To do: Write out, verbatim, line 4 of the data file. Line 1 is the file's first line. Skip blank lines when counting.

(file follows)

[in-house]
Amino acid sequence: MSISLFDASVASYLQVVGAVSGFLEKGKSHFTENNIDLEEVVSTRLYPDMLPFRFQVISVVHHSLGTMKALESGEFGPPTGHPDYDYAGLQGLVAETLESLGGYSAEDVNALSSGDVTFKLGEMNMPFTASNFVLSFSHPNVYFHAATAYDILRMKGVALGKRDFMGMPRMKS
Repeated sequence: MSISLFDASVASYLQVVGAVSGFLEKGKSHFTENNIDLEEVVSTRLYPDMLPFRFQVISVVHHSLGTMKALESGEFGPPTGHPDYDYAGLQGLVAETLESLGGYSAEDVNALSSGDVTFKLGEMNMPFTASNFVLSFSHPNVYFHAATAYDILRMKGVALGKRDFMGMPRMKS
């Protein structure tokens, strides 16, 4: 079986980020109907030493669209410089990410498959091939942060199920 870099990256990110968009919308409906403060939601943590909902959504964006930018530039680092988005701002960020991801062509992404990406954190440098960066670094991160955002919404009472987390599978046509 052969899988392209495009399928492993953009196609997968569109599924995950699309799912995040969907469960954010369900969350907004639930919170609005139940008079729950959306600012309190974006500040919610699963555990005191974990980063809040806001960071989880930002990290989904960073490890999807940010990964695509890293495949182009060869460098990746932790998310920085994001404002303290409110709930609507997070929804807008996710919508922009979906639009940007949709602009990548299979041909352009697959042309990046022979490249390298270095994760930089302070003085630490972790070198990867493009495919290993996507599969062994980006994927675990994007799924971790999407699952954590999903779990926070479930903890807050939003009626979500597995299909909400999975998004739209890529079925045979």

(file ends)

């Protein structure tokens, strides 16, 4: 079986980020109907030493669209410089990410498959091939942060199920 870099990256990110968009919308409906403060939601943590909902959504964006930018530039680092988005701002960020991801062509992404990406954190440098960066670094991160955002919404009472987390599978046509 052969899988392209495009399928492993953009196609997968569109599924995950699309799912995040969907469960954010369900969350907004639930919170609005139940008079729950959306600012309190974006500040919610699963555990005191974990980063809040806001960071989880930002990290989904960073490890999807940010990964695509890293495949182009060869460098990746932790998310920085994001404002303290409110709930609507997070929804807008996710919508922009979906639009940007949709602009990548299979041909352009697959042309990046022979490249390298270095994760930089302070003085630490972790070198990867493009495919290993996507599969062994980006994927675990994007799924971790999407699952954590999903779990926070479930903890807050939003009626979500597995299909909400999975998004739209890529079925045979």